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 | By Mary Gates

Vacation Bible School: A means of evangelization

Having spent years in various ministry roles, Raffy Urgino thought he had found his niche working with adults when he was hired to coordinate evangelization efforts at Holy Redeemer parish in Burton. Raffy did not anticipate being asked to also minister to the parish's young people through activities and religious education. Yet in 2017, his pastor asked him to consider a change. “He told me that kids need to be evangelized, too,” Raffy remembers, and that appeal became fuel in his mission to share the Gospel further.

“I inherited Vacation Bible School. At the time, we bought a VBS program each year, but I immediately noticed that the older kids weren’t as engaged as the younger kids, and most of them stopped attending the program by the time they were in middle school. We had almost no eighth graders, and the sixth and seventh graders who came seemed bored. I’m naturally a problem solver, so I wondered how to do it better.” 

Thinking back to his roots and mission, Raffy was inspired to stretch the typical VBS mold. “My role and goal were in evangelization — I needed to be sure what we were doing was not just an activity but facilitating an encounter with Jesus. I started to reflect on how conversion happens.

"I focused on the VBS ministry through relationship and mentorship to address this. I invited my two teenage sons to be involved, and soon other teens joined. We started a captains’ program, where the middle school (and older) helpers underwent a week of training and then came to VBS to lead, mentor and teach the younger students. This active youth involvement was a game-changer for our VBS program.”

Raffy says the transformation was extraordinary.

“Suddenly, I had more than 20 middle schoolers sign up,” he remembers. “In my mind, I knew I’d essentially run a VBS for them as the training session a week before the event but without them thinking it was VBS. They danced, sang and did the skits — they took it seriously because they had a role and purpose. It was awesome.”

Building off the mentorship model, Raffy and his volunteers brainstormed how to continue growing the program to evangelize more youth. 

“In one of our discussions, it was suggested that instead of shopping for the best program out there to fit what we wanted for our kids, we should ask ourselves what we wanted to tell our kids and then write the VBS program ourselves,” he says. 

And so the first year of a three-part ‘trilogy’ was born. In the first year, feeling a call to pray for a greater outpouring of the Holy Spirit among the youth, the ‘Jesus League’ came to be. 

“My son had just been confirmed a year before this, and we’d refer to the gifts of the Holy Spirit as his ‘confirmation superpowers,’” Raffy says.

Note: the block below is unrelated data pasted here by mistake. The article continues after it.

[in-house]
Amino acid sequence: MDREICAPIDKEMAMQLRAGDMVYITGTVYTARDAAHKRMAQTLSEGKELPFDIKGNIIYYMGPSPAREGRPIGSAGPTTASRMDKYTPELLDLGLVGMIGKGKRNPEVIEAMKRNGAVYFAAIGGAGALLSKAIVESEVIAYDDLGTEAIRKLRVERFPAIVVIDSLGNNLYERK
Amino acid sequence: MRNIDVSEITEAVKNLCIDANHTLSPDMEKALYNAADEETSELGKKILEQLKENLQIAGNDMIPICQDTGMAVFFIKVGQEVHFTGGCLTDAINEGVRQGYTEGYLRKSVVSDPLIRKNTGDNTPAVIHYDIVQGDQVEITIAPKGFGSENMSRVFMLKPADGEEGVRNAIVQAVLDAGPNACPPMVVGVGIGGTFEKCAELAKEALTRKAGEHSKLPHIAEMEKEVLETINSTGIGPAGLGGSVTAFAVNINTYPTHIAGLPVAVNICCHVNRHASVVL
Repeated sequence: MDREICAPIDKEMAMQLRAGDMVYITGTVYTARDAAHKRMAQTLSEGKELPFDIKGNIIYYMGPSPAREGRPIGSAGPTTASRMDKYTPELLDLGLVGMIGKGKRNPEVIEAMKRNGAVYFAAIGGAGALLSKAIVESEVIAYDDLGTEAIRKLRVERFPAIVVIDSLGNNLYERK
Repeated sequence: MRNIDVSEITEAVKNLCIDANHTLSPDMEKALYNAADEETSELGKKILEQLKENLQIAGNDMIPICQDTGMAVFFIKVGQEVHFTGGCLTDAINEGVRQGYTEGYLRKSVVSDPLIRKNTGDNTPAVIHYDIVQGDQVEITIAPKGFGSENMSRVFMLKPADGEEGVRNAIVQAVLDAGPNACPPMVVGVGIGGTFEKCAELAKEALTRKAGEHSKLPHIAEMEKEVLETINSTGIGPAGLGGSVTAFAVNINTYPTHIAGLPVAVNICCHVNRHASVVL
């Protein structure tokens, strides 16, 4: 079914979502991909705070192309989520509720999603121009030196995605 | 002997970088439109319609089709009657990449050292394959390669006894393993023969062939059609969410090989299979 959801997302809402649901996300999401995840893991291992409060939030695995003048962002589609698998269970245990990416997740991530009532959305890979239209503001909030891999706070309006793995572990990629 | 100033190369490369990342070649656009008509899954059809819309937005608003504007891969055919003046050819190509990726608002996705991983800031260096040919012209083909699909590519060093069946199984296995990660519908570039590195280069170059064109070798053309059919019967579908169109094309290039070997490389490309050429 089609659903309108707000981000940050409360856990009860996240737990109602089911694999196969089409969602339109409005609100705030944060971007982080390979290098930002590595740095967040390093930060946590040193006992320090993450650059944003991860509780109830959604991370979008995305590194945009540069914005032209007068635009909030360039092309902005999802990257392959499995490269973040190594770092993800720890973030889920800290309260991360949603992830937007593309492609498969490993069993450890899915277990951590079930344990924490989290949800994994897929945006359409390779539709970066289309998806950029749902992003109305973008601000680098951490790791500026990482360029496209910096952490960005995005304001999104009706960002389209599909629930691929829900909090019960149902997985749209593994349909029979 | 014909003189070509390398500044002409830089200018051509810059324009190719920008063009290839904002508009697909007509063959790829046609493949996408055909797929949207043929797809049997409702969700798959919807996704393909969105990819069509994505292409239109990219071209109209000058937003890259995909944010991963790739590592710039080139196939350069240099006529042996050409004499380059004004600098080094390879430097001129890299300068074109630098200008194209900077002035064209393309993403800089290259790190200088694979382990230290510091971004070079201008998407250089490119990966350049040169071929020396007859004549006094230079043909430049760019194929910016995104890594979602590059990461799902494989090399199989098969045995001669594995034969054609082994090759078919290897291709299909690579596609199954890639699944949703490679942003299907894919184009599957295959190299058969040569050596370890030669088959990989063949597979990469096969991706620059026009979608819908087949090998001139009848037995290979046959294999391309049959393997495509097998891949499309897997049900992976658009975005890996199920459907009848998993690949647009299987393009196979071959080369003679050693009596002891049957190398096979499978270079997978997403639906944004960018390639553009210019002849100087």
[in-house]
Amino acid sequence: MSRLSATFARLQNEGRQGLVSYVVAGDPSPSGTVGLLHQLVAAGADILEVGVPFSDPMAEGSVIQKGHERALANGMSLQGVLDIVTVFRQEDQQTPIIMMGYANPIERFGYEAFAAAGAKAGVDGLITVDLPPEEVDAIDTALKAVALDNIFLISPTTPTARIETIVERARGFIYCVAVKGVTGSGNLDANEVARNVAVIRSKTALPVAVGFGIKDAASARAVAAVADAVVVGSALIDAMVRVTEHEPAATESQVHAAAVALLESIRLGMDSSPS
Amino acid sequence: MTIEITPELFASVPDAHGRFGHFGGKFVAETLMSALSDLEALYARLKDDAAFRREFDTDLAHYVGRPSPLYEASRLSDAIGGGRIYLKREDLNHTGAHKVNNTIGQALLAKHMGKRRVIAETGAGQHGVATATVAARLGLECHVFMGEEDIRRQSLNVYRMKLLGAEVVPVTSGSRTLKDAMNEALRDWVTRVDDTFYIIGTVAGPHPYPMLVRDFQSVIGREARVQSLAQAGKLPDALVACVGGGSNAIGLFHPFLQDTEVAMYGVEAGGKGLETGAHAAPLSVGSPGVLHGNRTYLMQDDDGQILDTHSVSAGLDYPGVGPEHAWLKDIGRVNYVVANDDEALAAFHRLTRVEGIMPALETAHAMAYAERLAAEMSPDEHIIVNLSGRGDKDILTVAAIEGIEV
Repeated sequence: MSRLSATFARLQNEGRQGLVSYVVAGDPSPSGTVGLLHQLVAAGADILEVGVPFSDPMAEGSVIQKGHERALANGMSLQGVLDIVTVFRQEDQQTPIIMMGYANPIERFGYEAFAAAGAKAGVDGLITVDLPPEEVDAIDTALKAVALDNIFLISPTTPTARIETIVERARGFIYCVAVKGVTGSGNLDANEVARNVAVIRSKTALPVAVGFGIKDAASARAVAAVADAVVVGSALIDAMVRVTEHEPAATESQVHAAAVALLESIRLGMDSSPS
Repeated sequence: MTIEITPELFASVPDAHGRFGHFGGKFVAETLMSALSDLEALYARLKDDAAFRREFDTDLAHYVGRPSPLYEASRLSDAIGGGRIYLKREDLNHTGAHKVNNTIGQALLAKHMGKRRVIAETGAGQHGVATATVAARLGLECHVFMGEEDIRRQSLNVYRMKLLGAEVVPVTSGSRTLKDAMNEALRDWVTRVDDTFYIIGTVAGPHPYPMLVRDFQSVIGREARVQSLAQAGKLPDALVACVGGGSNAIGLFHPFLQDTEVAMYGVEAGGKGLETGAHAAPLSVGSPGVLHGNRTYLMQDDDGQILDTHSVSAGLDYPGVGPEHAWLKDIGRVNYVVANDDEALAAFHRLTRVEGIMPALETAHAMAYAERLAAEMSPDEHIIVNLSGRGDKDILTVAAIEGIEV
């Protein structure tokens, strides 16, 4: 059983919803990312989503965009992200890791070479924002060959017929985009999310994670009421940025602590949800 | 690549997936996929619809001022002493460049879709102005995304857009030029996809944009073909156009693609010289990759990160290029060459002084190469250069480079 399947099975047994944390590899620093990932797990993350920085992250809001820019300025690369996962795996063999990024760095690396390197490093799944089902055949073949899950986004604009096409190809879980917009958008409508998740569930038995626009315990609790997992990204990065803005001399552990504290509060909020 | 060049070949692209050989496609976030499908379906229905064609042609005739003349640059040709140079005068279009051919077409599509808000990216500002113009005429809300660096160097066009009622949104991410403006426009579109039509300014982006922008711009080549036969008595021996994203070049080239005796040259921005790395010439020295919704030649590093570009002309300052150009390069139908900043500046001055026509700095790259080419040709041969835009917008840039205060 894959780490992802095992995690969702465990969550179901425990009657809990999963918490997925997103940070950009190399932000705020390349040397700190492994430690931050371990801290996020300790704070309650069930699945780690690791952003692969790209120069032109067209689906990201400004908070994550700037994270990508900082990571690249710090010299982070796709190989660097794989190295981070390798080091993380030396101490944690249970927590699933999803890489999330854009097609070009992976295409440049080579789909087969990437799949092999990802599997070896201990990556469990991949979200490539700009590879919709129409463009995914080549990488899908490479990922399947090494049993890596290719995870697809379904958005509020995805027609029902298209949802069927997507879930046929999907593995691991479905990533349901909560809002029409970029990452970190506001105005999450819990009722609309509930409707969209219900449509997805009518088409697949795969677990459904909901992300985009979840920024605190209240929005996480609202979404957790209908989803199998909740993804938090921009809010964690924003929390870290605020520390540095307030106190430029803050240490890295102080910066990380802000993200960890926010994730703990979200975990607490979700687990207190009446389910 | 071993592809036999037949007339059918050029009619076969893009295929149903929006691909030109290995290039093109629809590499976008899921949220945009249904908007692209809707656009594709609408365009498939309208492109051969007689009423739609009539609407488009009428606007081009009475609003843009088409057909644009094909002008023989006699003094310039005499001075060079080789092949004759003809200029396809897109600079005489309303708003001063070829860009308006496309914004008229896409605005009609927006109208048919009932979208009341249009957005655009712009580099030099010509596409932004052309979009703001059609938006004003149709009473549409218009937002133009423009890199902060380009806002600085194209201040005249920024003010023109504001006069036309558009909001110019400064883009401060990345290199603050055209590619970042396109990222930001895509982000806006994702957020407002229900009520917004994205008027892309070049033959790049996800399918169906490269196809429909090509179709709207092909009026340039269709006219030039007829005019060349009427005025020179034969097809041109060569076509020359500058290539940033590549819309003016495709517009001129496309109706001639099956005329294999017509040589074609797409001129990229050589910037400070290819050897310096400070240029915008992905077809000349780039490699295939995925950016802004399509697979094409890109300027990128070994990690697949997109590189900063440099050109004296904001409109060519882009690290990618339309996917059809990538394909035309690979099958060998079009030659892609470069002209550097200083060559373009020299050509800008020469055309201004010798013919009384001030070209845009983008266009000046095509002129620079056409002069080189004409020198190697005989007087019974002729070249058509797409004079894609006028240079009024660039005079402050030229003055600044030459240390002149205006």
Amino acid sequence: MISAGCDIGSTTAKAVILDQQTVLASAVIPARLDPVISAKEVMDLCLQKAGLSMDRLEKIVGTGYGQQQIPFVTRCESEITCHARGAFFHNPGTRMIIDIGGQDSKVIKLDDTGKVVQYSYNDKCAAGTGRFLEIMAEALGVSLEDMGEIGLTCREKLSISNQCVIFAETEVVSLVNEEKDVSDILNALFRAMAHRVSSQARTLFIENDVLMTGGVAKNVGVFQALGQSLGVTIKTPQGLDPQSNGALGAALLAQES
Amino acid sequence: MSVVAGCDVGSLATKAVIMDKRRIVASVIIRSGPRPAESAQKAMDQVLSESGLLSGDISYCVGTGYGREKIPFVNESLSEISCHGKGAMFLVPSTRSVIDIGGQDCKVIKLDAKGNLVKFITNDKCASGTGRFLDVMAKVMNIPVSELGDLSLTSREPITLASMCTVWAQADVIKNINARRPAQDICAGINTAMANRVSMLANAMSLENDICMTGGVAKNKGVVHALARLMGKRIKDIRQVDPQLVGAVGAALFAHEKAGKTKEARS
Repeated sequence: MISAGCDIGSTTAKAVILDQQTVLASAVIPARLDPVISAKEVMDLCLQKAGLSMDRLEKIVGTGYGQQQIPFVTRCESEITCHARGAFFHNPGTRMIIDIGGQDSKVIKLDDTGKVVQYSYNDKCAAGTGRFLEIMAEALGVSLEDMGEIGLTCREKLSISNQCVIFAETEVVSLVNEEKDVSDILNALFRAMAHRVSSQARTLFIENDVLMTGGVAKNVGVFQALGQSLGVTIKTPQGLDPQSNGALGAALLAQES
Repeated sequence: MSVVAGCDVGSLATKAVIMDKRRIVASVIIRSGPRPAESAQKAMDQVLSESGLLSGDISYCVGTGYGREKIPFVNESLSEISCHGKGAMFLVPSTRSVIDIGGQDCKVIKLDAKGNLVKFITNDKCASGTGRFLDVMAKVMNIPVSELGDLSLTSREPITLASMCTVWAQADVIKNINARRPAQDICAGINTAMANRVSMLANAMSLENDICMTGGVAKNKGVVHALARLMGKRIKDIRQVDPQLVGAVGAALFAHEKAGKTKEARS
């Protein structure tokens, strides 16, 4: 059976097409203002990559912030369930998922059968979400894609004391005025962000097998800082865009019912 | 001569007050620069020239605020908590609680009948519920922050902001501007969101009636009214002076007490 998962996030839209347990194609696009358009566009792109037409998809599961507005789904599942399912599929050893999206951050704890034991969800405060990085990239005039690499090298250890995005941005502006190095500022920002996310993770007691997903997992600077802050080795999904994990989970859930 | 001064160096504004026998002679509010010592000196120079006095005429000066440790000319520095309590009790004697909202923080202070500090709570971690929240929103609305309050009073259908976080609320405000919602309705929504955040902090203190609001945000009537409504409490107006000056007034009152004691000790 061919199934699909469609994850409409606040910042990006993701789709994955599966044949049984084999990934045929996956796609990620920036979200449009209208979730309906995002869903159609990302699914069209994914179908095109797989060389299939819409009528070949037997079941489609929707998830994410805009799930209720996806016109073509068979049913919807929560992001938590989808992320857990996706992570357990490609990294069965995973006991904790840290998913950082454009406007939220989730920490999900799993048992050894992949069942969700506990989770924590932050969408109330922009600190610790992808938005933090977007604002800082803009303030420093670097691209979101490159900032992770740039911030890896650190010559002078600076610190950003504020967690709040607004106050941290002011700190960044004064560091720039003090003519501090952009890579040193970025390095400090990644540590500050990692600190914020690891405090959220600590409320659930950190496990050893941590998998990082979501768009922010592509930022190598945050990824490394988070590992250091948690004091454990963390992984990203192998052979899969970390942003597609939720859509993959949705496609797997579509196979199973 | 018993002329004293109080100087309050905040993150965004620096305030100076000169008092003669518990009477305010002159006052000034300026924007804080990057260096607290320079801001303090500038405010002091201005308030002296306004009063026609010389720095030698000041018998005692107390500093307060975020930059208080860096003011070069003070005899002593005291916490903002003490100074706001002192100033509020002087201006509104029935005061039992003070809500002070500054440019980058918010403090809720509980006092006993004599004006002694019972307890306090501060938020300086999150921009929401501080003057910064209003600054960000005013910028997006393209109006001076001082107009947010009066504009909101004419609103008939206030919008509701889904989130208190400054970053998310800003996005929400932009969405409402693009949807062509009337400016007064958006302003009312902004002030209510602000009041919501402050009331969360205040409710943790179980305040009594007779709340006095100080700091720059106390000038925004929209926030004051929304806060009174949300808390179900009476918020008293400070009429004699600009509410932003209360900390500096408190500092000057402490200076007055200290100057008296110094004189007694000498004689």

So, using superhero characters and ideas, Raffy developed teachings for VBS that would be engaging while still having depth.

Pointing to the transcendentals of truth, beauty and goodness, Raffy says there is a balance between the fun of a ministry like VBS and the need for truth and mission. 

“If it's beautiful, people want it,” he says. “It has to be cool for the kids, but not just for the sake of coolness. It’s like a nicely wrapped gift, and they want to receive it — they pay attention to what is being given to them. So, we take seriously the sets we build and how we choreograph the dances. It’s all fun, but that’s what allows it to be deep. We talk about God’s love, Jesus’ sacrifice and the Holy Spirit giving us power. Of all our stations, one of our favorites is our chapel station; it is a highlight every year.”

Having grown in numbers and by fruit, Raffy continues to look for ways to evangelize through the VBS experience. 

“Our leadership program has grown — they love that week of training,” Raffy says. The program also added an overnight retreat at the end of last year’s captains’ week, which saw the youth enter into prayer. “Besides preparing for VBS, they were engaging in their own small groups and letting the Lord work. We have also begun evangelizing the parents and building relationships to invite families to our other parish ministry programs.”

Raffy says he and his team continually ask themselves what their aim is. “Is it maintenance or mission? Because if we aim to help form saints, it’ll push us. I want to be excellent, and even when ministry gets daunting or I want to be lazy, people make suggestions and push me, and that’s how excellence invites more excellence.

“Ultimately, the aim is to evangelize. And to do that, we must be observant to see what the fruit is in the parish, because it has to be the Holy Spirit — you can’t bring about renewal on your own.” 

Having experienced some renewal that he’s grateful for already, Raffy says he strives to stay focused on the mission. “The goal can’t just be to have a great VBS, it must be to preach the Gospel, to show the goodness of the Mass and the sacraments and overall to evangelize these kids. The focus always needs to be an encounter with Jesus.”